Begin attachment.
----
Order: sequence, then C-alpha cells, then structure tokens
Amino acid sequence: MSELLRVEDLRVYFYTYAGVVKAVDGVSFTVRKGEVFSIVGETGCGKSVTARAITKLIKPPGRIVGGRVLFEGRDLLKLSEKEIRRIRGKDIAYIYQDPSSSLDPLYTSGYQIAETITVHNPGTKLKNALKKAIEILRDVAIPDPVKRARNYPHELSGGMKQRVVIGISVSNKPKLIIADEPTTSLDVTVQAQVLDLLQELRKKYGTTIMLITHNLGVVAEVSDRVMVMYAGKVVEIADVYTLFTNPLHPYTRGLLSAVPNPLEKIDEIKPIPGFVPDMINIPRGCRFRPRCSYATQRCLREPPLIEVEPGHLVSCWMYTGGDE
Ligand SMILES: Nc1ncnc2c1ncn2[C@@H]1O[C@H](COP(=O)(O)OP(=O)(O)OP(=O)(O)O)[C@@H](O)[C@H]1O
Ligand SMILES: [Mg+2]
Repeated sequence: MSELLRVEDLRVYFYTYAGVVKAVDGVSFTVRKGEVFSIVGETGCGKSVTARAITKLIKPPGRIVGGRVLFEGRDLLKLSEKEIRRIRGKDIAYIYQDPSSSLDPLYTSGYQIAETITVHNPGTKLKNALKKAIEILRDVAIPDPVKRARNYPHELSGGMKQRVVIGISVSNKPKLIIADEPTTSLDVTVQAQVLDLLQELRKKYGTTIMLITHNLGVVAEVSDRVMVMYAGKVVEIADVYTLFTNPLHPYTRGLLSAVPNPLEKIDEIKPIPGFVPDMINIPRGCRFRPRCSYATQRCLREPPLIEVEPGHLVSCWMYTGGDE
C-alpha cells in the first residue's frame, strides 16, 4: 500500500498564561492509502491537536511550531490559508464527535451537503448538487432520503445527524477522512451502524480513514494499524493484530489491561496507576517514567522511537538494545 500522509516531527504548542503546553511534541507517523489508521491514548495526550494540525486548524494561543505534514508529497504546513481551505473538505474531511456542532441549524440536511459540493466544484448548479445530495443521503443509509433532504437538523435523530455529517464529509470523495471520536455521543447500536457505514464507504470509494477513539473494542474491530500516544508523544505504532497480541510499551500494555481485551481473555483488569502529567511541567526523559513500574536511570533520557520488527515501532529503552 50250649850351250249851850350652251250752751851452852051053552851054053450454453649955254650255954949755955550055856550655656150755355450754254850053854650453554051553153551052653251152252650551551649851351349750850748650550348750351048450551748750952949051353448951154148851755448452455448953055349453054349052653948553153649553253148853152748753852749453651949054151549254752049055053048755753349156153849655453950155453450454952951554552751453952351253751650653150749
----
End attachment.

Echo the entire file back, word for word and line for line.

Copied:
Order: sequence, then C-alpha cells, then structure tokens
Amino acid sequence: MSELLRVEDLRVYFYTYAGVVKAVDGVSFTVRKGEVFSIVGETGCGKSVTARAITKLIKPPGRIVGGRVLFEGRDLLKLSEKEIRRIRGKDIAYIYQDPSSSLDPLYTSGYQIAETITVHNPGTKLKNALKKAIEILRDVAIPDPVKRARNYPHELSGGMKQRVVIGISVSNKPKLIIADEPTTSLDVTVQAQVLDLLQELRKKYGTTIMLITHNLGVVAEVSDRVMVMYAGKVVEIADVYTLFTNPLHPYTRGLLSAVPNPLEKIDEIKPIPGFVPDMINIPRGCRFRPRCSYATQRCLREPPLIEVEPGHLVSCWMYTGGDE
Ligand SMILES: Nc1ncnc2c1ncn2[C@@H]1O[C@H](COP(=O)(O)OP(=O)(O)OP(=O)(O)O)[C@@H](O)[C@H]1O
Ligand SMILES: [Mg+2]
Repeated sequence: MSELLRVEDLRVYFYTYAGVVKAVDGVSFTVRKGEVFSIVGETGCGKSVTARAITKLIKPPGRIVGGRVLFEGRDLLKLSEKEIRRIRGKDIAYIYQDPSSSLDPLYTSGYQIAETITVHNPGTKLKNALKKAIEILRDVAIPDPVKRARNYPHELSGGMKQRVVIGISVSNKPKLIIADEPTTSLDVTVQAQVLDLLQELRKKYGTTIMLITHNLGVVAEVSDRVMVMYAGKVVEIADVYTLFTNPLHPYTRGLLSAVPNPLEKIDEIKPIPGFVPDMINIPRGCRFRPRCSYATQRCLREPPLIEVEPGHLVSCWMYTGGDE
C-alpha cells in the first residue's frame, strides 16, 4: 500500500498564561492509502491537536511550531490559508464527535451537503448538487432520503445527524477522512451502524480513514494499524493484530489491561496507576517514567522511537538494545 500522509516531527504548542503546553511534541507517523489508521491514548495526550494540525486548524494561543505534514508529497504546513481551505473538505474531511456542532441549524440536511459540493466544484448548479445530495443521503443509509433532504437538523435523530455529517464529509470523495471520536455521543447500536457505514464507504470509494477513539473494542474491530500516544508523544505504532497480541510499551500494555481485551481473555483488569502529567511541567526523559513500574536511570533520557520488527515501532529503552 50250649850351250249851850350652251250752751851452852051053552851054053450454453649955254650255954949755955550055856550655656150755355450754254850053854650453554051553153551052653251152252650551551649851351349750850748650550348750351048450551748750952949051353448951154148851755448452455448953055349453054349052653948553153649553253148853152748753852749453651949054151549254752049055053048755753349156153849655453950155453450454952951554552751453952351253751650653150749